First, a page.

Tuesday, June 23, 2015

Split Pear

I am now a mother of two. "Two under two", in fact. Which hasn't felt particularly significant actually, mostly because we never considered any option other than having children exactly as close together as our children are. Well, other than the forced option of second child ending up as twins... so comparatively we've got it easy! With both our babies sleeping well and crying little for their relative ages, we've got absolutely nothing to complain about.  Oh yeah, except that we are parents to two very young children. So we do have it harder than people who don't have two young children. Such as our very recent selves.  When I'm feeling a bit overwhelmed by my life and wondering what on earth my problem is, it's useful to remember that.

I definitely feel divided. Sorry soon-to-be parents and present-parents-who-prefer-sugar-coating, but it's true. Okay, my love isn't divided - I have discovered to my relief that I have individual loves for my two individual children... as I do for my husband, my different friends... everyone who has entered my heart.  But in practice that doesn't amount to much.  I only have one body, one set of eyes and ears. Having two hands gives some ability to share my time, but I only have one mind... and that is severely compromised these days.  Caring for two is a matter of alternating priorities, deciding moment to moment who needs Mama more.  And I've only got two children! I have absolutely no idea how people handle more, or even keep track of where they all are.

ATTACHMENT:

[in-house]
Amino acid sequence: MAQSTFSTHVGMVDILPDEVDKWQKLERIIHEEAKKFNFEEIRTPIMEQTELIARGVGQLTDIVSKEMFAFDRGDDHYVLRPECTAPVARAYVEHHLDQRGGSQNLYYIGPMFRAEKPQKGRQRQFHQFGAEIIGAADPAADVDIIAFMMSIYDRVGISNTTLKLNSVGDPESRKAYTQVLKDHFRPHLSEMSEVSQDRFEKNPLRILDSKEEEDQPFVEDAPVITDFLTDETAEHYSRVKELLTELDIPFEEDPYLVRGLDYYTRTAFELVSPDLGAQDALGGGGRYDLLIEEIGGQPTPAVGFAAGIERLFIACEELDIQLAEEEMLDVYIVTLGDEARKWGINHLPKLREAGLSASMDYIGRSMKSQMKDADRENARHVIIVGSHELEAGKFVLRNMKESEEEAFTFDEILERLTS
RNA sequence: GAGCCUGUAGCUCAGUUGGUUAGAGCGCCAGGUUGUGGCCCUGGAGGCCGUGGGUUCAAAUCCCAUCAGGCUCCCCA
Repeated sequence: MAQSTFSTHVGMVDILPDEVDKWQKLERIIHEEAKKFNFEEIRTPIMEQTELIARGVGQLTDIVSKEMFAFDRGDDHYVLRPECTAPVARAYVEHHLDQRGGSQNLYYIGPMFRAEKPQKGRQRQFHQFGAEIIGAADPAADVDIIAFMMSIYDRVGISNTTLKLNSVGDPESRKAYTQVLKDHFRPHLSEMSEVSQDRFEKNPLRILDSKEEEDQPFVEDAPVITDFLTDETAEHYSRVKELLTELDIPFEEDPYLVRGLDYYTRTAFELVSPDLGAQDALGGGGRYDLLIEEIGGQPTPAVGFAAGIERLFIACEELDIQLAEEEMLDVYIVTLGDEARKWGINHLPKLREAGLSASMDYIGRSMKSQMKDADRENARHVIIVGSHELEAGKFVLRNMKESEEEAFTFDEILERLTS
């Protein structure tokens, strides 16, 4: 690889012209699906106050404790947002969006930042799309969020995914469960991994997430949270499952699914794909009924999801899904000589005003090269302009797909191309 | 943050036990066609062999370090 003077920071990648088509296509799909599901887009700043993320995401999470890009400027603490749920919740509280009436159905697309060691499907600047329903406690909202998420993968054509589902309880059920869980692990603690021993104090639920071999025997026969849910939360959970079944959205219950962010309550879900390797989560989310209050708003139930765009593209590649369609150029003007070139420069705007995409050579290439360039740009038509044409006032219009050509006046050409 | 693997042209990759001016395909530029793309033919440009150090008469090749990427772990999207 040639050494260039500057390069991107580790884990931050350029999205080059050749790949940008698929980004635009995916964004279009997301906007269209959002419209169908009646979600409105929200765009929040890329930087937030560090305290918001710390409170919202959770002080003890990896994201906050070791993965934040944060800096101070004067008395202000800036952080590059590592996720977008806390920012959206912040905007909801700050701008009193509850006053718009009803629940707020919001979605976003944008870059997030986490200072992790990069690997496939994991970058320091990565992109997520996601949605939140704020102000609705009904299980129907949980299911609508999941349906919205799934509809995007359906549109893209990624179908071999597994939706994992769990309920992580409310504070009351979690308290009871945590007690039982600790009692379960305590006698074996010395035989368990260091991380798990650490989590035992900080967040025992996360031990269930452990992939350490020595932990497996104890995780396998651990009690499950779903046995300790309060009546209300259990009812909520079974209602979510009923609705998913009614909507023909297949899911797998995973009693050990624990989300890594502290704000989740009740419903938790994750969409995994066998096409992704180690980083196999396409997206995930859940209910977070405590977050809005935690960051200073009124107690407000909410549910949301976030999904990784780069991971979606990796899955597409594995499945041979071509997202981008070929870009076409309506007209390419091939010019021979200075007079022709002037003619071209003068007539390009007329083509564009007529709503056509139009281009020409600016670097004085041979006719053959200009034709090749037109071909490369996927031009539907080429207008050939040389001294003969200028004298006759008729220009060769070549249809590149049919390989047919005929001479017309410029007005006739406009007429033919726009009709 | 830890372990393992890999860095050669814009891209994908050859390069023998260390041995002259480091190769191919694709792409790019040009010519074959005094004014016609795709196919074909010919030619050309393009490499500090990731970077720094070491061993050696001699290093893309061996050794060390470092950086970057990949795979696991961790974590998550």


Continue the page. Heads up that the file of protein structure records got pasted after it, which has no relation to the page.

Meanwhile I've come to think of childless people as the real adults. Your lives are very other to me now.  I think of the things you can do - watch adult television at leisure and without guilt, go to the toilet without an audience, vacate a car in under twenty minutes - and feel a little envious of your now alien existence.  These freedoms I took for granted! Squandered!

I wonder, occasionally, vaguely, if it's a little different for younger mums. I see them sometimes and think how vibrant they look, how willing to indulge in their children's childhood, being so much less attached and used to life as one of the real adults.  I had a long time as a proper adult, wearing what I chose, developing tastes and passions, throwing away sleep and time and money and dignity at will.  I can get a trifle resentful that not only my time, but also my body, my personality and my mind now belong to others, and to people with not very good taste (yet, at least).

I guess I could talk to these young mums and find out, but this is the very problem I have been contemplating today.  Even when I make the hideous effort to attend a mothers' group or such-like, I find very little satisfaction can be had.  They might yawn on about parenting for hours, but to no purpose: it is all logistics, zero emotion. We're thrown into a room of strangers and small talk prevails.

Damn the small talk. I'm going to make a point of seeking out deep talk. Even if I only have a dim, scattered, half-a-brain with which to delve.